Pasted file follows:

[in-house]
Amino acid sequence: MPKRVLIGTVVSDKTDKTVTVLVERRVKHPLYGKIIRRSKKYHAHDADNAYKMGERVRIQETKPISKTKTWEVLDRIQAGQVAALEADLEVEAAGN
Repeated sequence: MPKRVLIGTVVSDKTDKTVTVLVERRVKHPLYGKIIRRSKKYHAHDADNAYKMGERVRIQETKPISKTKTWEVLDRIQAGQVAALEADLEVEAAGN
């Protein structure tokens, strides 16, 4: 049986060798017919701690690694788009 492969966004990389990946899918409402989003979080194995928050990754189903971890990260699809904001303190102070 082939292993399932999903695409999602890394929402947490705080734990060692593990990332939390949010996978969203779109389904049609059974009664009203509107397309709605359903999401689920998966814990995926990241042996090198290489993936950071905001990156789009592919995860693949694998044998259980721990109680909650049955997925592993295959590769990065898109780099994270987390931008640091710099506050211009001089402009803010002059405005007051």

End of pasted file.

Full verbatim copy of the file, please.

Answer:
[in-house]
Amino acid sequence: MPKRVLIGTVVSDKTDKTVTVLVERRVKHPLYGKIIRRSKKYHAHDADNAYKMGERVRIQETKPISKTKTWEVLDRIQAGQVAALEADLEVEAAGN
Repeated sequence: MPKRVLIGTVVSDKTDKTVTVLVERRVKHPLYGKIIRRSKKYHAHDADNAYKMGERVRIQETKPISKTKTWEVLDRIQAGQVAALEADLEVEAAGN
């Protein structure tokens, strides 16, 4: 049986060798017919701690690694788009 492969966004990389990946899918409402989003979080194995928050990754189903971890990260699809904001303190102070 082939292993399932999903695409999602890394929402947490705080734990060692593990990332939390949010996978969203779109389904049609059974009664009203509107397309709605359903999401689920998966814990995926990241042996090198290489993936950071905001990156789009592919995860693949694998044998259980721990109680909650049955997925592993295959590769990065898109780099994270987390931008640091710099506050211009001089402009803010002059405005007051």